My son Evan can juggle five balls (simultaneously).
My daughter Emily finished a half marathon with an average speed of 8:04 per mile.
My son Jonathan is lead singer in a band that won “Battle of the Bands” two years in a row at his college.
Do you care? I didn’t think so.
got your own life. And while reading about the skills and
accomplishments of other people’s children might occasionally be
interesting, it’s not something you’re likely to go in search of.
As it turns out, the same goes for your business triumphs.
You’ve done a lot. You know a lot. You wrote a book that is available for purchase.
You are, as my grandmother might say, quite the catch.
The thing is, most people don’t really care (I mean no offense).
They’re just busy. And self-centered. And immersed in their own problems.
means that when it comes to creating content for these people – a
necessary step on the road to positioning yourself as a Likeable Expert –
the most important question is not, “What do I want to tell them?”
Rather, it’s, “What do they want to know?”
In the “paid” world, of course, this kind of thing is pretty obvious.
After all, nobody launches a new product or service without giving at least a passing thought to whether or not another human would ever be willing to buy it (Watermelon Oreos may be the exception that proves the rule here).
when it comes to free things – particularly professional service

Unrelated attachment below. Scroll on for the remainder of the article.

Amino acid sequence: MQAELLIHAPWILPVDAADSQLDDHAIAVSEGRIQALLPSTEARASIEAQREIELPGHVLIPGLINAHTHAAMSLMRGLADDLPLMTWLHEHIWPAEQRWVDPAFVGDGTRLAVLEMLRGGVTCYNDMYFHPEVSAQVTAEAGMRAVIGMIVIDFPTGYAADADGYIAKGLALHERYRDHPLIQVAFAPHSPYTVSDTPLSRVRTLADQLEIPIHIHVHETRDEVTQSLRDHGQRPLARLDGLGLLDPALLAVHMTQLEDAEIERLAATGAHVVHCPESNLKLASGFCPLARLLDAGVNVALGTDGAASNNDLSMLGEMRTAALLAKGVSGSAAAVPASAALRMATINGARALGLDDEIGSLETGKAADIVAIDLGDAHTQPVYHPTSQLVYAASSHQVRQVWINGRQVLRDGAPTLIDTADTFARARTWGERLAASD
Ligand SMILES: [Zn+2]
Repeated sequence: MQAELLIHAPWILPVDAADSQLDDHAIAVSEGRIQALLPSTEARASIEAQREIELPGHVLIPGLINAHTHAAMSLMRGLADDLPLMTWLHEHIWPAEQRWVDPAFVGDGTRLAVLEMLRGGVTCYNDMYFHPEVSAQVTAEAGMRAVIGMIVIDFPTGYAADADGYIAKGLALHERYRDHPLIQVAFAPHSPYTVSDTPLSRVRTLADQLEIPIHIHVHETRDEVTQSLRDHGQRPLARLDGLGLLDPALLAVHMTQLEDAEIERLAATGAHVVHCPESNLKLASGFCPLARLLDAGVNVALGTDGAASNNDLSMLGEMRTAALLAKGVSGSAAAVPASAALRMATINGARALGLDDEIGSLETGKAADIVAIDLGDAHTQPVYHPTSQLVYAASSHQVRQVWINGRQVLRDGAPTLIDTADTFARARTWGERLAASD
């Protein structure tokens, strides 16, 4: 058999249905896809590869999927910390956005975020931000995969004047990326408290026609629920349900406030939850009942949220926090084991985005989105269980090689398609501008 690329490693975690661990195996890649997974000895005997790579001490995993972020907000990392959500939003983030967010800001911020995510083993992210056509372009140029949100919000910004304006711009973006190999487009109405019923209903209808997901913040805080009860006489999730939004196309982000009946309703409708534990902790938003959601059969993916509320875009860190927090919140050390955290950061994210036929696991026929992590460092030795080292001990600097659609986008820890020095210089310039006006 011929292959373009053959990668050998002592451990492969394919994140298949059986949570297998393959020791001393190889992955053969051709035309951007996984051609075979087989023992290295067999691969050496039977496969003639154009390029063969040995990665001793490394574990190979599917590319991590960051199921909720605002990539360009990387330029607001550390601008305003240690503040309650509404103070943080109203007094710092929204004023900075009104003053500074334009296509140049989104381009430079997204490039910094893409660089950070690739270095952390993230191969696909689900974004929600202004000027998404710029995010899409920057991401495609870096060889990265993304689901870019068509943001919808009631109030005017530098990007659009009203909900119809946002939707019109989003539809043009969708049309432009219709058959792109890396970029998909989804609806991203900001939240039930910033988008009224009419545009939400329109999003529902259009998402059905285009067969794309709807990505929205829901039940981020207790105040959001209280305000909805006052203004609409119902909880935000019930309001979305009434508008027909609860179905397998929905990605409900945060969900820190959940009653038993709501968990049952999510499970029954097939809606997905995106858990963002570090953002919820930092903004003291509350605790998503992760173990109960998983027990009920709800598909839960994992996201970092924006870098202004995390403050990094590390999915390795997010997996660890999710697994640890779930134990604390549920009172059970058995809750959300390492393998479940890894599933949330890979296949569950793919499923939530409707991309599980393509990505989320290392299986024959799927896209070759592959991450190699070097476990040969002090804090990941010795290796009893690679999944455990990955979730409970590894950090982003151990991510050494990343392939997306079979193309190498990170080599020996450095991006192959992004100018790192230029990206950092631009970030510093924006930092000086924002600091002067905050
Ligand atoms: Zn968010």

content like newsletters, blogs, podcasts, white papers, and even
company web sites – we seem to forget all that.
We’re focused on what we want to say and what we want other people to know.
It’s as if the underlying assumption is, “Hey, it’s free, so we get to do whatever we want.”
And while it’s true you can, your potential audience has just as much freedom to not pay attention.
So try this instead.
When you create free content, and before you ever write a single word, figure out who you are talking to and what you know that they would consider valuable or (even better) essential.
What will make their lives better?
What will make their jobs easier?
What will help them worry less?
What will they find entertaining?
It’s not complicated. But if you miss this step, you miss everything that follows.
Here’s the bottom line.
The great thing about digital content is that anybody can create it and the variable cost is nearly zero.
Unfortunately, that’s also the terrible thing about it.
In our eagerness for attention, recognition, leads and sales, we forget that the person with all the power in the relationship isn’t us, it’s our would-be audience.
If you don’t believe me, I’ll be happy to tell you a story about my cats.
- Did you know that my name – Mike Katz – sounds like somebody saying, “My cats?”
- What does your name sound like somebody saying? (Extra credit if it’s “Watermelon Oreo.”)
- What topic is most important to your audience?